February 19, 2016
ACBA continues to commit to increasing diversity
By Mark Martini
In 2002, the ACBA Diversity Initiative was first discussed during the Managing Partner Forum. Two years later, the bar association, University of Pittsburgh School of Law, Duquesne University School of Law and more than 40 corporations, government agencies and law firms signed a pledge to contribute leadership and resources to increase the number of diverse lawyers who practice in Allegheny County. Overseeing the effort in recent years has been the association’s director of diversity and gender equality, Alysia Keating, and the bar’s Diversity Collaborative Committee. The DCC serves as the catalyst of the bar’s diversity promotion and attempts to serve as the collective voice and leader of the bar’s diverse affinity groups, which are: the Asian Attorneys Committee, the Committee on Law and Disability, the Hispanic Attorneys Committee, the Homer S. Brown Division, the LGBT Rights Committee, the Women in the Law Division and the Young Lawyers Division Diversity Committee.
Since the initiative began, the casual and formal observer would agree that the association has made progress. Indeed, while looking at many of the leaders in this association or around the room at any given ACBA meeting, an increase in the diversity of our membership is apparent. But at the 10-year mark of the pledge to the Diversity Initiative, there were no concrete numbers to support a finding that we have in fact been successful in increasing the number of diverse attorneys practicing in Allegheny County and belonging to our bar. And from the outside looking in – from a national perspective – Allegheny County is viewed as having one of the least diverse legal communities in the country. While we believe that this statistic is skewed due to the lack of reporting from the law firms in Pittsburgh, it is troubling nonetheless, and we can’t know without hard evidence of what the numbers in our community actually are.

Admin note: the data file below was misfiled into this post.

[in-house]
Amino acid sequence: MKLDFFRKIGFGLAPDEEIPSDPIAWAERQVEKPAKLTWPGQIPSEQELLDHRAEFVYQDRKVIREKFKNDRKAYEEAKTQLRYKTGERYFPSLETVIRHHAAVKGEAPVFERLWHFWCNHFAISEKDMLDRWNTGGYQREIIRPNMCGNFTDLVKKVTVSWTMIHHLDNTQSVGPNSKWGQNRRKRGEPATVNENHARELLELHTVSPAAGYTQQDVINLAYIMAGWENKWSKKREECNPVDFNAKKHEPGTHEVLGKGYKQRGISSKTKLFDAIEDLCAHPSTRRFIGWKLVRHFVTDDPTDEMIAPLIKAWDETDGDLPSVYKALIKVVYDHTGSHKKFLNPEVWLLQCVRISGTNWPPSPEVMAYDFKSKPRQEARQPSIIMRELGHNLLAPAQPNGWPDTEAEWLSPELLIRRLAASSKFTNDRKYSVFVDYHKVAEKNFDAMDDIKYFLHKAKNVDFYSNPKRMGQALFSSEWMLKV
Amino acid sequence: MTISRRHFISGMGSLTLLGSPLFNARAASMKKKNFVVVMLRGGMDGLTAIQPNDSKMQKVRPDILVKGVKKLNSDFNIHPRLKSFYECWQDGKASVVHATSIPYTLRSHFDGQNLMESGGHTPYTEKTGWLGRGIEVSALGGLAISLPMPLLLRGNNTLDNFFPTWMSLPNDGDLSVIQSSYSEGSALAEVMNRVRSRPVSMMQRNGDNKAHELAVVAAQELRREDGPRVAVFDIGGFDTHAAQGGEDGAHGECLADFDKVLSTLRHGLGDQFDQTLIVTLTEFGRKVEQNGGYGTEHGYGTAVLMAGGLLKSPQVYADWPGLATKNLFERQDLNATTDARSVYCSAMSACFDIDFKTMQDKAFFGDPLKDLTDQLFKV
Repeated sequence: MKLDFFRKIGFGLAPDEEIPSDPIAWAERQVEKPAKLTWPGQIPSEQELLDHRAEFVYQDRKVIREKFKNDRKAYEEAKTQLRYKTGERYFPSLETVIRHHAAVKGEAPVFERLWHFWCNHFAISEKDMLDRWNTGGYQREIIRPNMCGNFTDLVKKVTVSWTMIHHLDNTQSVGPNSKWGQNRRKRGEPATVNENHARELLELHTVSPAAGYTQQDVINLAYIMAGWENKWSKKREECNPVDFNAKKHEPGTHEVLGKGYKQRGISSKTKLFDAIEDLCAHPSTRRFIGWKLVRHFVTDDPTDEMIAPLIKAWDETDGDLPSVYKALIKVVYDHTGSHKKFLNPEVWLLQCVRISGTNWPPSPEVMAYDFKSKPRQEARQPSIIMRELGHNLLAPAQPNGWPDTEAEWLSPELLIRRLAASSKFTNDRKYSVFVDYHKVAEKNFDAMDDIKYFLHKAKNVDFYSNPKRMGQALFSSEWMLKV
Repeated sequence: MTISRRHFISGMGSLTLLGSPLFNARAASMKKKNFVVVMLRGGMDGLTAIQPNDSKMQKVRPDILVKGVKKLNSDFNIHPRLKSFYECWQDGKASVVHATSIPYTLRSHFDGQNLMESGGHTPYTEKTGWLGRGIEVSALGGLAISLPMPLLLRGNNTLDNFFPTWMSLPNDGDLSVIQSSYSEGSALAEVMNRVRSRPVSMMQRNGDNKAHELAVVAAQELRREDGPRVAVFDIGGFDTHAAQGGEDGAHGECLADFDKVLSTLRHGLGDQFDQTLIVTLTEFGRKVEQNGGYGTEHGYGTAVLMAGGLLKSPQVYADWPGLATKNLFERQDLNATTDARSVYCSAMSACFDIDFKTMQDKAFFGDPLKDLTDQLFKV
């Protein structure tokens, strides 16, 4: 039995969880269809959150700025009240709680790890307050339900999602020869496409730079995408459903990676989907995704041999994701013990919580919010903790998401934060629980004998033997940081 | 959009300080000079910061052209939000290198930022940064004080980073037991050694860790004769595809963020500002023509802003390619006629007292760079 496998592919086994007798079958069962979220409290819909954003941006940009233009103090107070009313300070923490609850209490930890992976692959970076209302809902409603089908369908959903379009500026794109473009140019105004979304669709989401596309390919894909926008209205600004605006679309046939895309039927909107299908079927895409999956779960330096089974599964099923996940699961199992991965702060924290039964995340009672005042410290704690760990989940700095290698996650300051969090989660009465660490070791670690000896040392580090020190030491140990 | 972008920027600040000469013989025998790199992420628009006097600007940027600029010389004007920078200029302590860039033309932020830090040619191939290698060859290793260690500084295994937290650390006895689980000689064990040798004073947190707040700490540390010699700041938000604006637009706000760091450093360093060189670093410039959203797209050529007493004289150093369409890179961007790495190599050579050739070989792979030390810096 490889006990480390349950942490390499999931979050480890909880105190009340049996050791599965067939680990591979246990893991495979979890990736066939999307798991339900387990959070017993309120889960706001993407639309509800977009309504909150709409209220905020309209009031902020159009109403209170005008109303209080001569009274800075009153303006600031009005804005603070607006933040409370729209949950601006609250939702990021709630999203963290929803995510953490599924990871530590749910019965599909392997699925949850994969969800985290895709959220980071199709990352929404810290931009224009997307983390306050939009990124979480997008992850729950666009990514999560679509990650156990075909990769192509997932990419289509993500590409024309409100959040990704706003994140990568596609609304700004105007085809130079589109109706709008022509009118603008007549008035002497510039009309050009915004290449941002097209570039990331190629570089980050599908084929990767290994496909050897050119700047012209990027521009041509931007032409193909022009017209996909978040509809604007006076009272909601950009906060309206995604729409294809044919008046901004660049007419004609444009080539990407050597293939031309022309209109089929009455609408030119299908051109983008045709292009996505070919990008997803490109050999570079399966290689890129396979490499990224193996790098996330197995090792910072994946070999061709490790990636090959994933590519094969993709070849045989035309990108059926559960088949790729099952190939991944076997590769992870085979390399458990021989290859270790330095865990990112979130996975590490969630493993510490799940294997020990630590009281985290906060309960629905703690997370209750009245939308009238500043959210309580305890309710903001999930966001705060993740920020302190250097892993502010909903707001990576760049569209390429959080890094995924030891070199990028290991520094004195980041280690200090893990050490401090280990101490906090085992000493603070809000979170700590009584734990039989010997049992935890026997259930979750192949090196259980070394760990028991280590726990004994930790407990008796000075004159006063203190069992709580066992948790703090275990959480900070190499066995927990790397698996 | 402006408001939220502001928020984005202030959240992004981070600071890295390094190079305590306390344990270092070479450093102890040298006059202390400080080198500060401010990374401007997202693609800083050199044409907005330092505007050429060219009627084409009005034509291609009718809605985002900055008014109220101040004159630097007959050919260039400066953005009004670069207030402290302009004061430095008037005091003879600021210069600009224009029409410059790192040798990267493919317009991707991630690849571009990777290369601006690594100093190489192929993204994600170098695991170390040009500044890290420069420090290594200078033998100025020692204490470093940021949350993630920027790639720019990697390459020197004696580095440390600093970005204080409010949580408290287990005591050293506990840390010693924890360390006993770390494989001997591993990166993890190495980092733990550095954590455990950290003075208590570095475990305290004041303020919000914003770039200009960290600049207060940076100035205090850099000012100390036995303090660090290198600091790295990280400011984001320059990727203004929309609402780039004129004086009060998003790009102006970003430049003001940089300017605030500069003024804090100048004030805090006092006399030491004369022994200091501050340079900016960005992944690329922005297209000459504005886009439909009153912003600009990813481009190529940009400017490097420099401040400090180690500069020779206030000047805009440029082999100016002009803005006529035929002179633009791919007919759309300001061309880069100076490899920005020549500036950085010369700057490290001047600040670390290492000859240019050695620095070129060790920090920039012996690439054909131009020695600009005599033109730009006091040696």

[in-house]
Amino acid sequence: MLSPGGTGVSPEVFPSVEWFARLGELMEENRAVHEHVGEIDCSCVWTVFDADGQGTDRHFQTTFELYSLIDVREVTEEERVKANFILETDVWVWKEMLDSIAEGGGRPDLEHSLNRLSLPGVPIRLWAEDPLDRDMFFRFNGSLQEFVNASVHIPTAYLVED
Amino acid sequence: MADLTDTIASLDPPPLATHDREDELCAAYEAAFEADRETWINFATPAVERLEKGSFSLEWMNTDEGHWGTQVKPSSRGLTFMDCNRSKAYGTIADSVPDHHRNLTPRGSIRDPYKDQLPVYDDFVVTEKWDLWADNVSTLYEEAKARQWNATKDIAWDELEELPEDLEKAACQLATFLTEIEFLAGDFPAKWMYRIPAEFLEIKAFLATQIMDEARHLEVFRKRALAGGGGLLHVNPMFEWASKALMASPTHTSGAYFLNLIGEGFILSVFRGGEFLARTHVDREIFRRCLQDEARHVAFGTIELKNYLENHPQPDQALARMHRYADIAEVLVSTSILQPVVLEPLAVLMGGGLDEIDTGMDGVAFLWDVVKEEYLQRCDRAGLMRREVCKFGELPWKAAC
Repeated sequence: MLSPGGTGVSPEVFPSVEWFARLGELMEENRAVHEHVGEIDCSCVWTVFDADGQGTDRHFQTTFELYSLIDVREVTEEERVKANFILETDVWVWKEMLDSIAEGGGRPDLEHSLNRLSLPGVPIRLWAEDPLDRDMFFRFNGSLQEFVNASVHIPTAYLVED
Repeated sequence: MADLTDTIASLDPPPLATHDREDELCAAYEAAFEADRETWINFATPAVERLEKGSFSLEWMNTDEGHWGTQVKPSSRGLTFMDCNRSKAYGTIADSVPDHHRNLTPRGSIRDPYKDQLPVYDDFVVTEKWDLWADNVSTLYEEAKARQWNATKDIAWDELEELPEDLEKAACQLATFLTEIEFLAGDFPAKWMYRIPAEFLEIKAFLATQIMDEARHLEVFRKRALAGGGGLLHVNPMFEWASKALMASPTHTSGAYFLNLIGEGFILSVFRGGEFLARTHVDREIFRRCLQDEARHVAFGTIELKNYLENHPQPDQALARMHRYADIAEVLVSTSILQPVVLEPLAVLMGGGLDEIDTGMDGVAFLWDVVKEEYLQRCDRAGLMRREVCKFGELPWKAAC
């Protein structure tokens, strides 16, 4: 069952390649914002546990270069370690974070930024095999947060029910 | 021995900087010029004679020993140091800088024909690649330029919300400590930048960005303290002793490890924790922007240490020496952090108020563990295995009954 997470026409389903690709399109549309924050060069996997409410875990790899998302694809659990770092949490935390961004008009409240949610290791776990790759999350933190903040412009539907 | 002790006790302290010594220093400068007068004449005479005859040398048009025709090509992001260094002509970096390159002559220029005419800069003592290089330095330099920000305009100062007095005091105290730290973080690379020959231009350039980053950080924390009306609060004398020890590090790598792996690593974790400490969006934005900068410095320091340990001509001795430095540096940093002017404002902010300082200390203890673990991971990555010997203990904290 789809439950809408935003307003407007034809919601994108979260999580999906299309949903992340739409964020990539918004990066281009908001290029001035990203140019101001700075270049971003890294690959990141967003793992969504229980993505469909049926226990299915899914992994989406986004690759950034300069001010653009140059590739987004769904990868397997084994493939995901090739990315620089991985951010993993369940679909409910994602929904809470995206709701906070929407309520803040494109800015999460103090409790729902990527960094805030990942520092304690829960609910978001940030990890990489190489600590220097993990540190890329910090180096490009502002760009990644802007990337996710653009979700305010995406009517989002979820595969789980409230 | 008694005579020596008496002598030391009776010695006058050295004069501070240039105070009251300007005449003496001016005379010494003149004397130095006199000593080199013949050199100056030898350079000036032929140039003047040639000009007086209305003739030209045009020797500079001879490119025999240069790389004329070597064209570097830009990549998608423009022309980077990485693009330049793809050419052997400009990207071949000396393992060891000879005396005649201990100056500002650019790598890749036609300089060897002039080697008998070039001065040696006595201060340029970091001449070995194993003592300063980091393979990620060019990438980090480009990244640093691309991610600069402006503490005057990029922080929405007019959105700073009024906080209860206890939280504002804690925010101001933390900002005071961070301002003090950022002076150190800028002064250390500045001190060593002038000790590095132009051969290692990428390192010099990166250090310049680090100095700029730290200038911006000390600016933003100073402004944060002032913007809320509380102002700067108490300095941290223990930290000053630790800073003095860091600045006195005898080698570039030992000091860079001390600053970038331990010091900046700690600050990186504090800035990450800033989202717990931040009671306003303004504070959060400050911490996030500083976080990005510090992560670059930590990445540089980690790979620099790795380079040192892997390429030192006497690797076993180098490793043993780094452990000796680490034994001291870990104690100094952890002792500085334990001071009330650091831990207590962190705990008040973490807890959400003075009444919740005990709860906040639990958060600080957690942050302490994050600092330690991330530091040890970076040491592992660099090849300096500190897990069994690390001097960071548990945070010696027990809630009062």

The ACBA Board of Governors and then-President Jim Creenan ventured to learn where have we been, what progress have we made and how we can do better. Accordingly, in November 2014, the board charged the DCC with reviewing the structure of the bar’s diversity efforts and setting short- and long-term goals to further the pledge from 10 years earlier while tracking the success of those efforts.
Keating, DCC members, DCC Chair Hal Coffey and the affinity groups put in many months and countless hours of work in answering the board’s call. This culminated in a comprehensive report being made to the board of governors in October 2015. That report recommended that the bar compile baseline data for diverse and female attorneys, establish a database of diverse attorneys, expand the summer clerkship program to include other affinity group members, fund scholarships to attend conferences and meetings of the ACBA and other organizations and appoint a diverse representative to serve on the Managing Partners Committee.
The DCC report served as a great place to start, but not finish, our continued attempts to increase the number of diverse attorneys in Allegheny County. Accordingly, I am pleased to report that I have appointed an ad hoc committee – co-chaired by Nicola Henry-Taylor and Ron Jones and comprised of a wide brush of representatives from the association – to explore its recommendations and determine which are most appropriate and feasible to implement. The committee already has started its work and will report back to the board in the next few months.
This bar has been committed to promoting diversity for well over a decade now. And regardless of the picture the national statistics may paint – which may or may not be representative of the facts – we have made progress and are committed to being a regional and national leader in making Allegheny County a melting pot that is welcoming and attractive to all attorneys.
Help improve our numbers–
ACBA members can help the association by including demographic information in their member profiles. Providing this information is optional, but doing so will enable the ACBA to evaluate its diversity efforts with more reliable data. You can update your profile by clicking “My Account” on acba.org and then selecting “Update My Information.”